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May 1965

Simple and Radical Mastectomy: A Comparison of Survival

Author Affiliations

From the Department of Surgery, the University of Iowa, College of Medicine. Advanced Clinical Fellow, American Cancer Society (Dr. Den Besten).

Arch Surg. 1965;90(5):755-759. doi:10.1001/archsurg.1965.01320110091015

Introduction  VARIOUS reports have appeared in the world literature suggesting that survival of patients from breast cancer is as good following simple mastectomy as radical mastectomy.1-9 Since this proposition is completely contrary to standard concepts about cancer, it appeared worthwhile for us to study our own results. Essentially this paper is a review of what has happened to a relatively uniform group of patients in different age series. All had cancer of the breast at a similar stage of spread and were treated with either simple or radical mastectomy.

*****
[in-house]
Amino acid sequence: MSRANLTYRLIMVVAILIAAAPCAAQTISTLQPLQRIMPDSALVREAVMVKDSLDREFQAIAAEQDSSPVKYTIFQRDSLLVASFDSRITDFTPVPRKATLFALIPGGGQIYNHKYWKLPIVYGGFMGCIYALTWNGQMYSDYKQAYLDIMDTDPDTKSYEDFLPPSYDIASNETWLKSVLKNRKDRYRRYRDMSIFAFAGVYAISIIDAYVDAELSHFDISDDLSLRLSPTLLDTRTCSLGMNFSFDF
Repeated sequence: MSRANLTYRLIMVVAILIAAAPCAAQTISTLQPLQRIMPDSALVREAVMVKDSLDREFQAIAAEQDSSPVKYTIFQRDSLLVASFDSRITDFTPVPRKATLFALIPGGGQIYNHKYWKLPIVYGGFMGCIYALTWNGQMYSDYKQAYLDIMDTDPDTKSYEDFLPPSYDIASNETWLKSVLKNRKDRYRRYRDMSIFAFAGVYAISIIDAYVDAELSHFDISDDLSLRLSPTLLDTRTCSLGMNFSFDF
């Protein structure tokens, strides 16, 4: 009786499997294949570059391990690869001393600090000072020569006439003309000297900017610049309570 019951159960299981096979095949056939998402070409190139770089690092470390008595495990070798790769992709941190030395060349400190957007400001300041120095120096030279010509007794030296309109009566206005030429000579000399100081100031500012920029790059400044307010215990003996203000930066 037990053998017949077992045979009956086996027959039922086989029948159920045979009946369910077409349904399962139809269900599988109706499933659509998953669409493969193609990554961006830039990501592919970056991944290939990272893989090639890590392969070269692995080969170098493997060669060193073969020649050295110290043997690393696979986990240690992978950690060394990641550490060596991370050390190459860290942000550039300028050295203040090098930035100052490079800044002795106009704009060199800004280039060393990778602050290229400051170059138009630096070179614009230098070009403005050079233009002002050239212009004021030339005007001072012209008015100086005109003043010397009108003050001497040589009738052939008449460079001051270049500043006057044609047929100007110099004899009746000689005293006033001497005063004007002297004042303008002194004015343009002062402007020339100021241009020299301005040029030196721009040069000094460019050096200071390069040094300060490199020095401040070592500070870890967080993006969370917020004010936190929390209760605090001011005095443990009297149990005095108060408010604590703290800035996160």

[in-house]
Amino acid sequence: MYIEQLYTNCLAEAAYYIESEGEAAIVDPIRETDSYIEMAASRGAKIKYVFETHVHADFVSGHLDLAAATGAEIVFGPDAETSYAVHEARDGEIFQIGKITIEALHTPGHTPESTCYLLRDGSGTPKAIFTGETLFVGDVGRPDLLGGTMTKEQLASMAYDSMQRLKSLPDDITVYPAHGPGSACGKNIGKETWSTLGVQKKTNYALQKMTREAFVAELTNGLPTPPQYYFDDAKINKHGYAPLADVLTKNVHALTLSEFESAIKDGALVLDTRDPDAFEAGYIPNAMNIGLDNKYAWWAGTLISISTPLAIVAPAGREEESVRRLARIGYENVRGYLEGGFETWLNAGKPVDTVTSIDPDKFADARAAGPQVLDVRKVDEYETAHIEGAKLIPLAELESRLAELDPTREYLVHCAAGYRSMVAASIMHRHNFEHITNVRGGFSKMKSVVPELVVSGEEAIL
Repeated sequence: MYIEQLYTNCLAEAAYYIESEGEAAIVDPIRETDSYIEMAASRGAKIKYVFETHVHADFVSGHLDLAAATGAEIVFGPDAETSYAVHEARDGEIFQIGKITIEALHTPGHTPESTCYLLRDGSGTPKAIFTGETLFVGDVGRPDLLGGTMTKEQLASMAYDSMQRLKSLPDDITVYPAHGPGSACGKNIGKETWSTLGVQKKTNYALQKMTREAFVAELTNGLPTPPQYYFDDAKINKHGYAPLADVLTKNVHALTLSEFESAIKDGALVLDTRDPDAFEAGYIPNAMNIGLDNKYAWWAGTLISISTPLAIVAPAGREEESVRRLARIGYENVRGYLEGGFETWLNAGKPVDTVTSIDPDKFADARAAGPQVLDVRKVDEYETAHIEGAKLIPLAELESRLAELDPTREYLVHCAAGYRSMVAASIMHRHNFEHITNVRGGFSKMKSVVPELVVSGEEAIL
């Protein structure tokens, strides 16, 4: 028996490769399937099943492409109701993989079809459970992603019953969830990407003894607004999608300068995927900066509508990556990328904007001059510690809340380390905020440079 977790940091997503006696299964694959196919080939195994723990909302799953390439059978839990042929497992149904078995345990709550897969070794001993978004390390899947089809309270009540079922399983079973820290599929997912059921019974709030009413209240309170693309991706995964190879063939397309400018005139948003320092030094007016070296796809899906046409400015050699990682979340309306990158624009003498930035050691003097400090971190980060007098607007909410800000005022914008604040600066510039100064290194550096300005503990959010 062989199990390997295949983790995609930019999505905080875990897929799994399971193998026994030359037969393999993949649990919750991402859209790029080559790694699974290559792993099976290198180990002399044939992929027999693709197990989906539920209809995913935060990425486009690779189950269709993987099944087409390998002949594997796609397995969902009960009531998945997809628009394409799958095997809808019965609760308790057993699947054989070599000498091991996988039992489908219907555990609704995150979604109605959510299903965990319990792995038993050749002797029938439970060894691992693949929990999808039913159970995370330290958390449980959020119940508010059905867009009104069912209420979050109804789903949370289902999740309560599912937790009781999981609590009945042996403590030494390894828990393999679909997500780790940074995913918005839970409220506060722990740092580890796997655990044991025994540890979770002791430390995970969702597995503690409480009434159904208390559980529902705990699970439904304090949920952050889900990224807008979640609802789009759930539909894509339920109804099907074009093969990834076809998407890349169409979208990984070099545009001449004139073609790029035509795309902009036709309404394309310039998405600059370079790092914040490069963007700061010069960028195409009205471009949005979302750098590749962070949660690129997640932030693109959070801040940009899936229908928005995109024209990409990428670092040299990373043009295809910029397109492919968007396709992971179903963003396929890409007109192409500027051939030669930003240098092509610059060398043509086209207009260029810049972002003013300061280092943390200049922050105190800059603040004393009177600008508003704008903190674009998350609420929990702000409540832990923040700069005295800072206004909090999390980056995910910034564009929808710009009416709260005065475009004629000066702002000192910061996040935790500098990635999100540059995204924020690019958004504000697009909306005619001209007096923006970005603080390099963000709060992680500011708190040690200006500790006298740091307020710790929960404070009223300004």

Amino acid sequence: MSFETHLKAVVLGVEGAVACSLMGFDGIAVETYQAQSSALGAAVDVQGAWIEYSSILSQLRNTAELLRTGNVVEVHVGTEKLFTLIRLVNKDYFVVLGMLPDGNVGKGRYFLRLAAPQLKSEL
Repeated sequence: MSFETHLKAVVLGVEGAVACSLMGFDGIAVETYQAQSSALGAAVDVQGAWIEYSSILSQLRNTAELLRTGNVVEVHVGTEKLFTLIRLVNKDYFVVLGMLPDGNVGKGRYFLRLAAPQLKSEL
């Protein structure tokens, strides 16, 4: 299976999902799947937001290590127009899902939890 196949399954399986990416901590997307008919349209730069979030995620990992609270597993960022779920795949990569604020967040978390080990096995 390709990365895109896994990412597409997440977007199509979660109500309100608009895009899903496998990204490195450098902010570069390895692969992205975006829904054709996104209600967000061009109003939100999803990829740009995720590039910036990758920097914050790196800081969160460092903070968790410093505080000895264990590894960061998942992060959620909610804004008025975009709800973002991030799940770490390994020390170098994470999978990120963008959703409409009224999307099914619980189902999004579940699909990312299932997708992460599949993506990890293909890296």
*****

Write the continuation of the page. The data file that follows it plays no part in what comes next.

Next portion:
Method of Study and Results  Between 1938 and 1960, 2,398 female patients were treated at the University of Iowa Hospitals for carcinoma of the breast in various stages. Of this group, 30 patients have been lost to follow-up. For this study, two groups of patients were selected. The first group were patients 40-44 years of age and the second group